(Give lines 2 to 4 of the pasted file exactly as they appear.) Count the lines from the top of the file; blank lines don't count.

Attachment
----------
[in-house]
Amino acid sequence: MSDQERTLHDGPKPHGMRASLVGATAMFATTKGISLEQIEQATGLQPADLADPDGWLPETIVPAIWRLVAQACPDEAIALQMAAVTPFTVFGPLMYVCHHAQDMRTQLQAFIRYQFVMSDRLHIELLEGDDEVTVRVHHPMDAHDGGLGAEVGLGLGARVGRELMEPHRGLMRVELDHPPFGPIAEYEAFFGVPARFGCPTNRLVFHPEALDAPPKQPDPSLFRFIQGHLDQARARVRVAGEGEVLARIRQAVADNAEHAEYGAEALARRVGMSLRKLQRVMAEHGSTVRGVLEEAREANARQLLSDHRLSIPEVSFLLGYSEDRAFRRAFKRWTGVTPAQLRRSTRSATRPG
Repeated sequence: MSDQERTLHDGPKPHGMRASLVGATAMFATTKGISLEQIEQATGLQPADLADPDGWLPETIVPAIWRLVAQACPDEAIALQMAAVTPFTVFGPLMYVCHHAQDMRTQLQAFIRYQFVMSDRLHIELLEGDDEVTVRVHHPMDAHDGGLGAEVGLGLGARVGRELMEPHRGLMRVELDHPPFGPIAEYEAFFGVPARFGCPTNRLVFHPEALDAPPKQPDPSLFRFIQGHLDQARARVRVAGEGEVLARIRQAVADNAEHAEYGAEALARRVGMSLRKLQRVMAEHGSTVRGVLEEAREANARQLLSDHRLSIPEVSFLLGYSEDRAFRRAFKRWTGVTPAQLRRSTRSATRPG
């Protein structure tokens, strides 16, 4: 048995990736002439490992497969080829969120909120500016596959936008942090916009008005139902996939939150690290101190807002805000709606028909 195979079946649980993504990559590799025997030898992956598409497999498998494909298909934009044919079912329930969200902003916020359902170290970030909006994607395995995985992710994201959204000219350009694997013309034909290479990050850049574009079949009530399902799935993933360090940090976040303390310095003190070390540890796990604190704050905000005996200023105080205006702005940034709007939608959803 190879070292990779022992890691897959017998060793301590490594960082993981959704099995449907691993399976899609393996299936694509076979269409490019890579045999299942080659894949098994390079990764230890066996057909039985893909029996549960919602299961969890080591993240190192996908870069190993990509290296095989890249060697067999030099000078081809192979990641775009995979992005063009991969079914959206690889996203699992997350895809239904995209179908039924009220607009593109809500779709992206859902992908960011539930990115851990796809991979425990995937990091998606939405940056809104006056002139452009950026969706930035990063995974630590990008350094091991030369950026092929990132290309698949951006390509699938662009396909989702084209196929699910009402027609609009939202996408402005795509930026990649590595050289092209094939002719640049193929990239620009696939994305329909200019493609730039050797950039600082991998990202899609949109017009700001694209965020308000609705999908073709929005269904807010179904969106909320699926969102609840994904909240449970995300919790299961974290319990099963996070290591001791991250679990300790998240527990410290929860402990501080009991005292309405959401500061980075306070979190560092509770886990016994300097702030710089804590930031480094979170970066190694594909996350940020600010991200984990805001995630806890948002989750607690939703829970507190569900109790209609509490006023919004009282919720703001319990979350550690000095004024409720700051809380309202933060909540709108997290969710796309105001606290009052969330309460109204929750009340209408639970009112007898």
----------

Amino acid sequence: MSDQERTLHDGPKPHGMRASLVGATAMFATTKGISLEQIEQATGLQPADLADPDGWLPETIVPAIWRLVAQACPDEAIALQMAAVTPFTVFGPLMYVCHHAQDMRTQLQAFIRYQFVMSDRLHIELLEGDDEVTVRVHHPMDAHDGGLGAEVGLGLGARVGRELMEPHRGLMRVELDHPPFGPIAEYEAFFGVPARFGCPTNRLVFHPEALDAPPKQPDPSLFRFIQGHLDQARARVRVAGEGEVLARIRQAVADNAEHAEYGAEALARRVGMSLRKLQRVMAEHGSTVRGVLEEAREANARQLLSDHRLSIPEVSFLLGYSEDRAFRRAFKRWTGVTPAQLRRSTRSATRPG
Repeated sequence: MSDQERTLHDGPKPHGMRASLVGATAMFATTKGISLEQIEQATGLQPADLADPDGWLPETIVPAIWRLVAQACPDEAIALQMAAVTPFTVFGPLMYVCHHAQDMRTQLQAFIRYQFVMSDRLHIELLEGDDEVTVRVHHPMDAHDGGLGAEVGLGLGARVGRELMEPHRGLMRVELDHPPFGPIAEYEAFFGVPARFGCPTNRLVFHPEALDAPPKQPDPSLFRFIQGHLDQARARVRVAGEGEVLARIRQAVADNAEHAEYGAEALARRVGMSLRKLQRVMAEHGSTVRGVLEEAREANARQLLSDHRLSIPEVSFLLGYSEDRAFRRAFKRWTGVTPAQLRRSTRSATRPG
């Protein structure tokens, strides 16, 4: 048995990736002439490992497969080829969120909120500016596959936008942090916009008005139902996939939150690290101190807002805000709606028909 195979079946649980993504990559590799025997030898992956598409497999498998494909298909934009044919079912329930969200902003916020359902170290970030909006994607395995995985992710994201959204000219350009694997013309034909290479990050850049574009079949009530399902799935993933360090940090976040303390310095003190070390540890796990604190704050905000005996200023105080205006702005940034709007939608959803 190879070292990779022992890691897959017998060793301590490594960082993981959704099995449907691993399976899609393996299936694509076979269409490019890579045999299942080659894949098994390079990764230890066996057909039985893909029996549960919602299961969890080591993240190192996908870069190993990509290296095989890249060697067999030099000078081809192979990641775009995979992005063009991969079914959206690889996203699992997350895809239904995209179908039924009220607009593109809500779709992206859902992908960011539930990115851990796809991979425990995937990091998606939405940056809104006056002139452009950026969706930035990063995974630590990008350094091991030369950026092929990132290309698949951006390509699938662009396909989702084209196929699910009402027609609009939202996408402005795509930026990649590595050289092209094939002719640049193929990239620009696939994305329909200019493609730039050797950039600082991998990202899609949109017009700001694209965020308000609705999908073709929005269904807010179904969106909320699926969102609840994904909240449970995300919790299961974290319990099963996070290591001791991250679990300790998240527990410290929860402990501080009991005292309405959401500061980075306070979190560092509770886990016994300097702030710089804590930031480094979170970066190694594909996350940020600010991200984990805001995630806890948002989750607690939703829970507190569900109790209609509490006023919004009282919720703001319990979350550690000095004024409720700051809380309202933060909540709108997290969710796309105001606290009052969330309460109204929750009340209408639970009112007898």